See what our experts have been saying about the big issues in this week's Talk of Sky Sports
Last Updated: January 4, 2013 4:06pm
For the best in up-to-the-minute sports analysis, look no further than skysports.com, your online home for expert opinion.
Whatever your sport, our team of pundits, columnists and bloggers are here every week to bring you the sharpest views and the shrewdest comments on the latest developments.
Some of the most respected names in the business, including Jamie Redknapp, Stuart Barnes, Stevo and Paul Merson deliver their views with their expert columns, while we also have blogs from the likes of David Lloyd and Jeff Stelling.
Here's a snapshot of what the experts have been saying over the last seven days...
" I was terribly sad to hear the news about Tony Greig and Christopher Martin-Jenkins; two really good pals. The game will be much worse off without the pair of them. As commentators they were both AAA+, although at different ends of the spectrum. One was very traditional and old school, while Greigy was one of the vibrant new breed who got things across in his own way. ! was with Greigy a few months ago for the t20 World Cup in Sri Lanka. We shared a place together up in Kandy and travelled to games in his sponsored Hyundai. He never really changed from the early 1970s when I first came across him and was fabulous company."
Bumble says cricket is worse off for the loss of Tony Greig and Christopher Martin-Jenkins.
Taken from 'Real raconteurs'
"I've no doubt that a sizeable Toon Army will travel to the Amex and I think Alan Pardew will feel obliged to play a pretty strong side. After all, Newcastle are not 'a wee club'; they're a huge, huge one even if they haven't won anything for so long. It's a pretty difficult balancing act for Pardew because Premier League survival is a must but fans have had to wait for silverware for far too long. While Newcastle are still in the Europa League, the FA Cup represents their best chance of winning a trophy. If they are to achieve that, they'll have to do so without Demba Ba, whose move to Chelsea is a desperate blow for Newcastle."
Jeff Stelling blogs on the tough FA Cup choice facing bosses of the Premier League's struggling teams.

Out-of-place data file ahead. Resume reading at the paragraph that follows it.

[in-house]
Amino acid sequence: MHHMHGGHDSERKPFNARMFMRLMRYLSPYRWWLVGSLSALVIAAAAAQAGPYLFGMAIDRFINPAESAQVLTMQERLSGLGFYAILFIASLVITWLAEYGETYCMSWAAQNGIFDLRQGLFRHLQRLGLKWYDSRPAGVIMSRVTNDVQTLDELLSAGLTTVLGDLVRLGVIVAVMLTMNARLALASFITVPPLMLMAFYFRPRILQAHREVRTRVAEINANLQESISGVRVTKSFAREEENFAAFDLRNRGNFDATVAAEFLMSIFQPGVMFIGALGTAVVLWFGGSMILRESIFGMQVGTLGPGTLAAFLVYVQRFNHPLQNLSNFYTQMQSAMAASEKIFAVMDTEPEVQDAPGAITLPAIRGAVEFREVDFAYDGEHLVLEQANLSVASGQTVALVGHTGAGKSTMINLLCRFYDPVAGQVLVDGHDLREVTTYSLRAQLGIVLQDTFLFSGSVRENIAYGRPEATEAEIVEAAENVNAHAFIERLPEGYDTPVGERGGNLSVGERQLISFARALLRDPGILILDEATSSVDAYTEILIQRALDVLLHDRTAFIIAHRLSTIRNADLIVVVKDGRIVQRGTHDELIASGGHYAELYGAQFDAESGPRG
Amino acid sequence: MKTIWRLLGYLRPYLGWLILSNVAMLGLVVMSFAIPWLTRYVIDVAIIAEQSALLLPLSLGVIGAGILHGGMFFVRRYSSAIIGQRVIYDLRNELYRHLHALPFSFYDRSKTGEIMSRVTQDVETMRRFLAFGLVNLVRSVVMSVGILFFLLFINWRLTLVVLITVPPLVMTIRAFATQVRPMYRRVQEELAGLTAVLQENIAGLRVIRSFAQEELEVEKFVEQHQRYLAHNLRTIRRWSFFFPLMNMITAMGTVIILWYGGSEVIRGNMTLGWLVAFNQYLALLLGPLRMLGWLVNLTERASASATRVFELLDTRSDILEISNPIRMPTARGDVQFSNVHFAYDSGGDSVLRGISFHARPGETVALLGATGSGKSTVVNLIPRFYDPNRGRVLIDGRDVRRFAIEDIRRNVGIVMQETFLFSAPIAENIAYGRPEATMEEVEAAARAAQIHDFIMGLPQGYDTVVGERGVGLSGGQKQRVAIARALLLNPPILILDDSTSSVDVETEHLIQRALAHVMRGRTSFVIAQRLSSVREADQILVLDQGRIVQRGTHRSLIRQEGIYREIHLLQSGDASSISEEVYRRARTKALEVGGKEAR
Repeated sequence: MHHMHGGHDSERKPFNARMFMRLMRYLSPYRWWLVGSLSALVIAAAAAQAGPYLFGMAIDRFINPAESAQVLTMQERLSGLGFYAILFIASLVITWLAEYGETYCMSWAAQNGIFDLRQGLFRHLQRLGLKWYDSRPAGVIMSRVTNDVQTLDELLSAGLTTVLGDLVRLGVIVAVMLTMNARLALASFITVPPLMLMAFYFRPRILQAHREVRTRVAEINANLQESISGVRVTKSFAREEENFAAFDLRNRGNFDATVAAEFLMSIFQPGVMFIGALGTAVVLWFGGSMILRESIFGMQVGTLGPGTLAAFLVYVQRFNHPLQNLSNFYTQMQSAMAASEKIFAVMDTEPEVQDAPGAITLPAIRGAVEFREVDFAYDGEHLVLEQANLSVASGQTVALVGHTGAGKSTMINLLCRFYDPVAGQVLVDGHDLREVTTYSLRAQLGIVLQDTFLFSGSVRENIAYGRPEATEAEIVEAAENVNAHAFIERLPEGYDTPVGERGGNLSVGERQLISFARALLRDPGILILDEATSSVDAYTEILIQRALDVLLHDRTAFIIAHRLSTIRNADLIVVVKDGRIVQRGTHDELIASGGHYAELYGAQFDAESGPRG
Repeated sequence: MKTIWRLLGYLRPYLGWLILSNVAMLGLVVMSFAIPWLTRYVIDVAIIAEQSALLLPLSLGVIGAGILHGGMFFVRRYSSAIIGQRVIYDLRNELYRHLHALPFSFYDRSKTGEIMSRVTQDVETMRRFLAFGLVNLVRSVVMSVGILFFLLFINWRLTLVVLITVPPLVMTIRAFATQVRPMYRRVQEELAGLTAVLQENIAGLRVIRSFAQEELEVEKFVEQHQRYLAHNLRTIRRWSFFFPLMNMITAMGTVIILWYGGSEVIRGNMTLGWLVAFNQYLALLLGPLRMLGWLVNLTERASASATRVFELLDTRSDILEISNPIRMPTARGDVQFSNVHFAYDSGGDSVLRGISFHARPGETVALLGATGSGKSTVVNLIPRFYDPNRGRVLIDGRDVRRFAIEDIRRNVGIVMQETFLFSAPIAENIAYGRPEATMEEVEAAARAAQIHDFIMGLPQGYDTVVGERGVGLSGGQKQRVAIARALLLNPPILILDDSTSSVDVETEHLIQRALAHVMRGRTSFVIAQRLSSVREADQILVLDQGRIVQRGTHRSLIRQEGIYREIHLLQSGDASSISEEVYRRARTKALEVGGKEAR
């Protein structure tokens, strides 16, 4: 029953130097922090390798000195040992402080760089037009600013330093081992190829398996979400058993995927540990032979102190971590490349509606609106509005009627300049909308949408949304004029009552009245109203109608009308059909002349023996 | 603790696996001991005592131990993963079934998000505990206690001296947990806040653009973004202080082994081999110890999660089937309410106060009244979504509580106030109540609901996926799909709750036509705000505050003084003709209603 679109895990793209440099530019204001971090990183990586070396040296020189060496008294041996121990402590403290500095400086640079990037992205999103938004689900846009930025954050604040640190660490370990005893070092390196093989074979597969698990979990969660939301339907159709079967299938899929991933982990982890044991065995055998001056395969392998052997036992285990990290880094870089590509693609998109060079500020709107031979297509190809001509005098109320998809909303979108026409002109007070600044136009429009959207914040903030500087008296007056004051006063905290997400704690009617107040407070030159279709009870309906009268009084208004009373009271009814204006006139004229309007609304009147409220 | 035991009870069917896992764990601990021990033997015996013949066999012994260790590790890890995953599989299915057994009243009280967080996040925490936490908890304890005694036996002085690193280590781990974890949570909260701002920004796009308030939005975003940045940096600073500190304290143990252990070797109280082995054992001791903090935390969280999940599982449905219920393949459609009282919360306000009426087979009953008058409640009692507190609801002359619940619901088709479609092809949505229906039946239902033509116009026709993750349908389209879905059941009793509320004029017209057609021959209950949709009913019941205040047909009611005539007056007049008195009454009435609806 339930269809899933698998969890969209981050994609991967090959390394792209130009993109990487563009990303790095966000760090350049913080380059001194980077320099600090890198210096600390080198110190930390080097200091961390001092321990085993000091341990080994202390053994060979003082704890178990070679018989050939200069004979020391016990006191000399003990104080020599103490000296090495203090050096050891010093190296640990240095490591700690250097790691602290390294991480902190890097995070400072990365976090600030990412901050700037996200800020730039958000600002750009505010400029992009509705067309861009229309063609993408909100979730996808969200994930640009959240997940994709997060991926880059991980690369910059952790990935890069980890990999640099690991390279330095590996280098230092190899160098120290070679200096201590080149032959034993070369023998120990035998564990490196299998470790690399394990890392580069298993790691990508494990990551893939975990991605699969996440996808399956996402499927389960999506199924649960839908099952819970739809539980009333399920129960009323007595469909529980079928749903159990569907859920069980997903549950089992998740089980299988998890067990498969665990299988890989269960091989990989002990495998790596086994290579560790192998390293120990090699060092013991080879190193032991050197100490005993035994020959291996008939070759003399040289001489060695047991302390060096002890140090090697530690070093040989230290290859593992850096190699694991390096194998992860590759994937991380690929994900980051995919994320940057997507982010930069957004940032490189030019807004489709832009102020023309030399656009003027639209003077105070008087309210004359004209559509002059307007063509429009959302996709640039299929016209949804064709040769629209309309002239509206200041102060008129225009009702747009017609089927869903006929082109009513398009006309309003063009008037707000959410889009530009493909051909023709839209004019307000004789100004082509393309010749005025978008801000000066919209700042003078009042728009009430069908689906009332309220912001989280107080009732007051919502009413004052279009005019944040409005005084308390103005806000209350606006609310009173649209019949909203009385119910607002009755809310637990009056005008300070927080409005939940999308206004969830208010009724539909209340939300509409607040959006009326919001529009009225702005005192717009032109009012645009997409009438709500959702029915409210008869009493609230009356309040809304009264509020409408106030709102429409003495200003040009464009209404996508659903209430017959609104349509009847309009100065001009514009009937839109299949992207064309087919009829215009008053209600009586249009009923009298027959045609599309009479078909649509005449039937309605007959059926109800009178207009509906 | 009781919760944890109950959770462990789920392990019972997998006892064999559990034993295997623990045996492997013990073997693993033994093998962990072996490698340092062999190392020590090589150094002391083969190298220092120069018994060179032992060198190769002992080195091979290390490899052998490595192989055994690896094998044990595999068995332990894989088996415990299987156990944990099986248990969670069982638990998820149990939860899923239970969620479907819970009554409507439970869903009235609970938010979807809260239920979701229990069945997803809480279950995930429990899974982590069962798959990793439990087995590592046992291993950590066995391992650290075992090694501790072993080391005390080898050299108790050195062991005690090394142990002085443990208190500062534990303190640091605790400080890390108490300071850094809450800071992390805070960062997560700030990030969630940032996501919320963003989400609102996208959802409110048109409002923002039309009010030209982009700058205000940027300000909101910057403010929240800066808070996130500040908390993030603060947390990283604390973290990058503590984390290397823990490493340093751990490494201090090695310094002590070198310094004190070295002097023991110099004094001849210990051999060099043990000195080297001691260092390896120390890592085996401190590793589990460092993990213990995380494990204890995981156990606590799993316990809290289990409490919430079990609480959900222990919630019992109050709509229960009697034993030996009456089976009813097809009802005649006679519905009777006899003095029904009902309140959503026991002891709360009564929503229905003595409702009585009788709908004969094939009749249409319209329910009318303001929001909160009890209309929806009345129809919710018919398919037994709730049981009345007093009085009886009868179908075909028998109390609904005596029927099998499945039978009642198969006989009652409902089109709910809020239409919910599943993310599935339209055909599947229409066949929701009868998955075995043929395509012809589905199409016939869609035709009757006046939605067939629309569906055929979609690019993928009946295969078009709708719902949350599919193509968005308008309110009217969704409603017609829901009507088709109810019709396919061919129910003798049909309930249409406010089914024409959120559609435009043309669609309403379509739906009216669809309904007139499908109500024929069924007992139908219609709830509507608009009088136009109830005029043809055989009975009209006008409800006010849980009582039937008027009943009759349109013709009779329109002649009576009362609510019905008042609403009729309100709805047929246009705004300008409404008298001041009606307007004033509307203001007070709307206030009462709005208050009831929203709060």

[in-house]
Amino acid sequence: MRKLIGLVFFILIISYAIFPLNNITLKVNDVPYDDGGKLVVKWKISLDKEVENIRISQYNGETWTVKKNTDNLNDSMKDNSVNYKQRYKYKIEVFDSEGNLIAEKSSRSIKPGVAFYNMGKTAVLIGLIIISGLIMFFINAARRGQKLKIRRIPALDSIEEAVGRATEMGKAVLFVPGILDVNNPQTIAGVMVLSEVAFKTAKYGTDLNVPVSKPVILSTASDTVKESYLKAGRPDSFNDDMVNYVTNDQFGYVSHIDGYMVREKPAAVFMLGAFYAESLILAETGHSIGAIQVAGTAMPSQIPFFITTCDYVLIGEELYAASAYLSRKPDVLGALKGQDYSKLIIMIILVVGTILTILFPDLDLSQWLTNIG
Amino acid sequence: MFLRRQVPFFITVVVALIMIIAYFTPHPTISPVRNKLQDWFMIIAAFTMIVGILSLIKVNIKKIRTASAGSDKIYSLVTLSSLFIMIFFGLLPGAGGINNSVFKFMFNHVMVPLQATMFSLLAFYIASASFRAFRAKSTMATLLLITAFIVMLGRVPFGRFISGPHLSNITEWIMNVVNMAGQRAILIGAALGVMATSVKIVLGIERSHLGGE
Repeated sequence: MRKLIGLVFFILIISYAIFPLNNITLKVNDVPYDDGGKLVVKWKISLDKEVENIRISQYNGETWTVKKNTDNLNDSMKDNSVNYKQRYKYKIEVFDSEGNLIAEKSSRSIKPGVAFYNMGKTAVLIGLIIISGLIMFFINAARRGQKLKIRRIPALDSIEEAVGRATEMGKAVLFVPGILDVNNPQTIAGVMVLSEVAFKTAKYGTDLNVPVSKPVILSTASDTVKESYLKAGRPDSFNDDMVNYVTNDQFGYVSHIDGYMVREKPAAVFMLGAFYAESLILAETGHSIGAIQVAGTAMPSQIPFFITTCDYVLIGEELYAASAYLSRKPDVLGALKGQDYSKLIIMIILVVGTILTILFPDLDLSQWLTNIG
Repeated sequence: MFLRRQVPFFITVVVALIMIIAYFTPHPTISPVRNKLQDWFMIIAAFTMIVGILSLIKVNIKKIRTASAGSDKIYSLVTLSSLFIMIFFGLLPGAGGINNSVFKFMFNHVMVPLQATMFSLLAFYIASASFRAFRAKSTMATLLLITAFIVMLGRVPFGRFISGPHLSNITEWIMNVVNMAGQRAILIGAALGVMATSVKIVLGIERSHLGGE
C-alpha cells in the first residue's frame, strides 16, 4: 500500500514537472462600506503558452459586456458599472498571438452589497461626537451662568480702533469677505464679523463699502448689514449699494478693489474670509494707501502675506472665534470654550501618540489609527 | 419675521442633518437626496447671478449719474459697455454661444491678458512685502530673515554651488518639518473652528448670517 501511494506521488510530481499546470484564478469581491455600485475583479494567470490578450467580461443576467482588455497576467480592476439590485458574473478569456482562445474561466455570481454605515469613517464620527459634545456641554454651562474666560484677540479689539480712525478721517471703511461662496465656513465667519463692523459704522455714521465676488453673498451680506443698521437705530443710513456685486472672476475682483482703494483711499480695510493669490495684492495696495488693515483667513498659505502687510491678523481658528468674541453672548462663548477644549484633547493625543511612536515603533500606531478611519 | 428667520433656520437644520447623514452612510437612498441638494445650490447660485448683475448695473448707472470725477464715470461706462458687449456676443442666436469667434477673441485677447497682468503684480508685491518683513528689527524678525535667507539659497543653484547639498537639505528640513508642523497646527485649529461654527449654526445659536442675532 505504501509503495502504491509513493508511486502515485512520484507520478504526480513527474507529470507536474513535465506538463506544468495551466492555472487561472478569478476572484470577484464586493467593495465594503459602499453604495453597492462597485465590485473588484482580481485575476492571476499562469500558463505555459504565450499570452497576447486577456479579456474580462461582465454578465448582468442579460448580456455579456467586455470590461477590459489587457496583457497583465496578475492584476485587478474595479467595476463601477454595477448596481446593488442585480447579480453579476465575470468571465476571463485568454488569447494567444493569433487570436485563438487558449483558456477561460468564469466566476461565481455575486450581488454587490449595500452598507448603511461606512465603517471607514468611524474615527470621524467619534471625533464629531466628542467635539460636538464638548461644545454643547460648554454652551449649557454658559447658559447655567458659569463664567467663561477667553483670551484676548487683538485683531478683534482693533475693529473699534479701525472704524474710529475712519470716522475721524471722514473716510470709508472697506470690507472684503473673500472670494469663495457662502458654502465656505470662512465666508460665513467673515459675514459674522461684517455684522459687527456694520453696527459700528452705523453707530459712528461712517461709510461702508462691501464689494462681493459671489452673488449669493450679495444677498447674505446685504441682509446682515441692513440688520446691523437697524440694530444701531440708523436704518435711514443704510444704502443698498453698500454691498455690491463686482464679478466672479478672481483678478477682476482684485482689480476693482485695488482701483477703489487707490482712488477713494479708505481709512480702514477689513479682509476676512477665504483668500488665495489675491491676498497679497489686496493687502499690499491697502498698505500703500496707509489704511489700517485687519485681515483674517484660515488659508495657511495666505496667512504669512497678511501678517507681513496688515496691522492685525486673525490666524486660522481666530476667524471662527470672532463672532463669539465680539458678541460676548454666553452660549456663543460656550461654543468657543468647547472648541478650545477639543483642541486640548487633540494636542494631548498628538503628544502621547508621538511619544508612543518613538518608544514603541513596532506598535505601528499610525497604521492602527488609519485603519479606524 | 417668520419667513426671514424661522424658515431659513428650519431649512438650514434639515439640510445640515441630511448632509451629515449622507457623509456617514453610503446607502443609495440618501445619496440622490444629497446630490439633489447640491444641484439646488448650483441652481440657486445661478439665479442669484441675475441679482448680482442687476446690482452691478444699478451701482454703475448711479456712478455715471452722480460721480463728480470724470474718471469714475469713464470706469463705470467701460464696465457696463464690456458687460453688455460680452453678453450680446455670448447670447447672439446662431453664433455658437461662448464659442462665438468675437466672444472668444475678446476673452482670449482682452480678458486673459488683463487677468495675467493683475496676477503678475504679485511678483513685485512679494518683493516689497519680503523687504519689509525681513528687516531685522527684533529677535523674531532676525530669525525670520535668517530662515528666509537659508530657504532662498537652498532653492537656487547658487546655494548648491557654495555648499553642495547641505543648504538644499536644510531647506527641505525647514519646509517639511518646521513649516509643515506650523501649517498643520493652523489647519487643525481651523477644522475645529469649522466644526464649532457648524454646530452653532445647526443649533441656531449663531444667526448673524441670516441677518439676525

Taken from 'The Cup conundrum'
"So as a director of the PDC, I sent an email to the PDC CEO Matt Porter and Sky Sports' Executive Producer Rory Hopkins to discuss it - and then I sent an email to Barry Hearn suggesting increasing the field to 10. It gives the spectators two more players to watch - and therefore an extra game each week - which is better value for them. We'll also bring the match format down a bit, probably best of 12 legs, because a shorter format is more exciting to watch. Plus if you end up with a bad game the crowd won't get bored because they're not up there for long. Sky were happy with the idea, Matt Porter was happy with the idea and we were just waiting to hear from Barry. He straight away agreed."
Rod Harrington explains why having 10 players in Premier League Darts will give fans better value.
Taken from 'Ten out of ten'
"Following the 2-1 win at Newcastle, Everton have both scored and conceded in 18 of their 21 Premier League games this season. They kept a clean sheet at home to Manchester United and away at Swansea and they failed to score at West Brom, but otherwise there have been no shutouts at either end in any Everton Premier League games this term. There have been goals at both ends in 85 per cent of their games and if that continues until the end of the season they would reach 32 games - and that WOULD be a new record for the number of games in which a team has both scored and conceded."
Martin Tyler explains why if it's goals you're after, you could do worse than watch Everton...
Taken from 'New year Blues'
"Morgan has been the cornerstone of one of the meanest defences in the Championship, revelling in captaining one of the sides expected to fight for automatic promotion or, at the very least, the play-offs. Quick, aggressive and brave, Morgan has led by example at the Foxes and has also improved his distribution, often stepping out from the back and controlling possession. Finally, I would also like to mention three young guns who have lit up the second tier: Nathaniel Chalobah (Watford), Will Hughes (Derby) and Zaha (Crystal Palace)."
With half of the season gone, Peter Beagrie names his Football League star performers.
Taken from 'Halfway heroes'
"When we met up at Spurs training ground ahead of the Christmas fixture programme, Caulker was clearly enjoying his surroundings back at the club he joined as a 15-year-old. He is displaying a maturity beyond his years. That much was in evidence by the way he handled himself in the aftermath of the England Under 21 match in Serbia earlier this season. Handed a two-match ban by UEFA for his part in the brawl his response has been dignified. While those close to the set up believe Caulker was amongst the playing victims of intolerable abuse on the day, the player has held his counsel.
Tottenham's Steven Caulker is displaying a maturity beyond his years, says Johnny Phillips.
Taken from 'Caulker's a corker'
" We're past the halfway stage now and there can be no let up. At the top the deposed champions Manchester United, inspired by the goals of Robin Van Persie, will take some shifting. But Manchester City have too much class to go quietly and the challenge from London could grow from Tottenham and Chelsea. Arsenal, as ever, and Everton are also in the hunt for a top-four finish and both may look to the January window to aid their cause. Liverpool surely will, and their most optimistic supporters will consider a five-point deficit on their Merseyside rivals easily surmountable."
The Christmas football was pulsating, says David Jones, but there will be no let-up in 2013.
Taken from 'New year, same story'